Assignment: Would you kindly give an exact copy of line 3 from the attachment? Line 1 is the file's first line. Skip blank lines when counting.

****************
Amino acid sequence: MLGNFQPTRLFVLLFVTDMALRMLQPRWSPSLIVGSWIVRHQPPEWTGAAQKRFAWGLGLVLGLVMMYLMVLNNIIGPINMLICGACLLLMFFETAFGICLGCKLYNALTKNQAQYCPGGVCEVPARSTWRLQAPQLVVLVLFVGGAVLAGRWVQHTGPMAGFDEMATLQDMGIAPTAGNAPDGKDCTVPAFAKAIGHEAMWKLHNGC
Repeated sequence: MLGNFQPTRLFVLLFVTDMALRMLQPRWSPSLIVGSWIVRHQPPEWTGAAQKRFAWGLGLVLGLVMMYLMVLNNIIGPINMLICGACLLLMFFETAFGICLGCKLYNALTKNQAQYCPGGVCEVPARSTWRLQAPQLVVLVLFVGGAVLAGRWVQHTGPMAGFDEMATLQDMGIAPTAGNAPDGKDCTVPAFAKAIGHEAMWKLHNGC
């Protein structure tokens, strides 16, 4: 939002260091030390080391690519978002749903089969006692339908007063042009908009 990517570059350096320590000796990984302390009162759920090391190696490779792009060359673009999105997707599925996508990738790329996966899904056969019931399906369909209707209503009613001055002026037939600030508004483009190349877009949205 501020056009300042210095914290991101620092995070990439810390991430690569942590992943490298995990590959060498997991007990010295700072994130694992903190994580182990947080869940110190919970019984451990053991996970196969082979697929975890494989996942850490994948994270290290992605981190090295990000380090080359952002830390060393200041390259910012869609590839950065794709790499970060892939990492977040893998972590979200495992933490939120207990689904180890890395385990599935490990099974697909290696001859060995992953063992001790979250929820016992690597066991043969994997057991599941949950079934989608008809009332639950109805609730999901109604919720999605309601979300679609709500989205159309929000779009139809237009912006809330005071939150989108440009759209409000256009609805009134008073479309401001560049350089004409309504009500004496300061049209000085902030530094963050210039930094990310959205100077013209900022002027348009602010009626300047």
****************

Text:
């Protein structure tokens, strides 16, 4: 939002260091030390080391690519978002749903089969006692339908007063042009908009 990517570059350096320590000796990984302390009162759920090391190696490779792009060359673009999105997707599925996508990738790329996966899904056969019931399906369909209707209503009613001055002026037939600030508004483009190349877009949205 501020056009300042210095914290991101620092995070990439810390991430690569942590992943490298995990590959060498997991007990010295700072994130694992903190994580182990947080869940110190919970019984451990053991996970196969082979697929975890494989996942850490994948994270290290992605981190090295990000380090080359952002830390060393200041390259910012869609590839950065794709790499970060892939990492977040893998972590979200495992933490939120207990689904180890890395385990599935490990099974697909290696001859060995992953063992001790979250929820016992690597066991043969994997057991599941949950079934989608008809009332639950109805609730999901109604919720999605309601979300679609709500989205159309929000779009139809237009912006809330005071939150989108440009759209409000256009609805009134008073479309401001560049350089004409309504009500004496300061049209000085902030530094963050210039930094990310959205100077013209900022002027348009602010009626300047």